How to become a professional sports photographer in the UK

Discussion in 'Sports' started by leila_griffiths, Jun 7, 2015.

  1. Hello everyone,
    I would like to become a professonal sports photographer in the UK. I have got the equipment for it but I just dont know how to get into it properly. Im struggling to find sports photography courses.

    What do you recommend?
    I have taken pictures at the london marathon, bupa 10k run for charity
    I personally prefer outdoor sports but Im not fussed which sport to be honest.
  2. Spearhead

    Spearhead Moderator

    I don't know how different it is in the UK than the US, but I suspect it's similar.
    It really comes down to connections. I wouldn't take a class unless the teacher is well-connected. What worked for me, and a lot of the sports shooters I have known, was taking photos at gyms of people training. For outdoor sports, I'd look at practice sessions that are open, including amateur ones. Meet everyone you can, especially coaches. Talk to players and become friends with them. Build a really strong portfolio, it doesn't matter if the events are amateur. Send players and coaches and trainers pictures or post them on Facebook. Then ask the team to sponsor you for a pass. From there it's all about networking.
    That's how started and I ended up shooting for a number of trainers and for two magazines. I built a stock library with good sales with photos that weren't available elsewhere and got book, magazine and web publication as well as images on athletic clothing from the stock images. My first hit was one of the players needed an event photo for an endorsement and I got paid extremely well for a photo I'd already taken.
    It did take a while, the first year I shot almost every weekend with no pay. I don't do it any more, but could probably go right back in through my connections.
  3. So how about I volunteer to take
    pictures at my local football, rugby,
    swimming clubs etc. To help build my
    portfolio is that what you mean? I'm not
    expecting it to be easy but nothing
    worth having is ever easy I suppose
  4. Spearhead

    Spearhead Moderator

    I would do that but use the events to meet the people who can help you get media access also.
  5. Oh okay....who would be a good media
    access connection?
  6. Spearhead

    Spearhead Moderator

    Some of the people running things will have friends with connections, you just have to figure out who and make sure they see what you are doing.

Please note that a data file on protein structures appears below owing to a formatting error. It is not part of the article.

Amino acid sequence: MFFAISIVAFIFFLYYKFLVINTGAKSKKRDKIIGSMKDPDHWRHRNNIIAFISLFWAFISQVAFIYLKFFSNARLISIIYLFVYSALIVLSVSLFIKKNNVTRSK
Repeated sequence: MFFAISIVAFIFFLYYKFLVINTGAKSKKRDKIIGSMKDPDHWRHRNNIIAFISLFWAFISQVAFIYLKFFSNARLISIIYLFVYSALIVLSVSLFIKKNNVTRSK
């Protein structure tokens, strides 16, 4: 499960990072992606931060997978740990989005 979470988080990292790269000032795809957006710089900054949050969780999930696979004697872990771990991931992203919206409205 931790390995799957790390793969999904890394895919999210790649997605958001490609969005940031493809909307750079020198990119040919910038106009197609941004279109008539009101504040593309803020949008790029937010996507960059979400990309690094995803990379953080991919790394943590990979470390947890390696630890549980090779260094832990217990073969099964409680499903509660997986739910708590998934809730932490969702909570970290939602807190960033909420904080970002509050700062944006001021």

7. I would be surprised if there are any courses specific to sports photography. I did an HNC course a few years ago, which included the opportunity to photograph university rugby and soccer matches at stadiums. It should be possible to choose topics for the various assignments which are biased towards your main interest. More important perhaps, the HNC included a number of modules on becoming a professional, for example model releases, estimates and invoices, business plans etc, boring for me as I had no intention of turning professional, but very relevant otherwise.

    But it is quite a demanding course, and no doubt expensive nowadays, usually taking two years.

    Otherwise definitely get involved with local sport and try to build trust with the clubs, do team photographs etc.
  8. I agree that volunteering for local sports teams is a good way to build up your portfolio. The smaller the team the easier it is to get your foot in the door -- if you know someone who coaches little league baseball (or maybe little league cricket in the UK) or a high school coach, they may like the idea of having a team photographer. Any professional team or college team likely already has a photographer.

    I started off my newspaper career as a photographer, shooting mostly sports. It was lots of little league baseball and high school football/basketball for a local daily paper. Later I transitioned from being a photographer to a reporter and eventually worked for United Press Photographer in New Jersey, where our photographers shot professional (American) football, baseball, basketball and ice hocky from Philadelphia to New York City.

    In my experience most professional sports photographers do not shoot sports exclusively. Short of Sports Illustrated, most are general assignment newspaper photographers. Sports might be a large percentage of what they shoot, but even in major markets few news organizations are so large that many have the luxury of shooting strictly sports. So you might want to think in terms of becoming a newspaper photographer, then working your way up to a job in a city with professional sports teams.

    As far as media passes, the way you get those are by becoming a member of the media -- getting assignments from a newspaper or a job at a newspaper. Yes, there are sometimes people with a team or with connections who can sometimes slip you a pass. But while working professionals will often gladly help other working professionals, you will find that they find a "wannabe" who gets to the sidelines at a crowded game and takes up some of the precious working space that they need in order to do their jobs may not be welcome. If a team gives you a pass to shoot for the team that's one thing, but never claim to be "media" as such if you're not.
  9. Thanks guys, I have sent out emails to
    local clubs. So far I got a local hockey
    team that would be happy for me to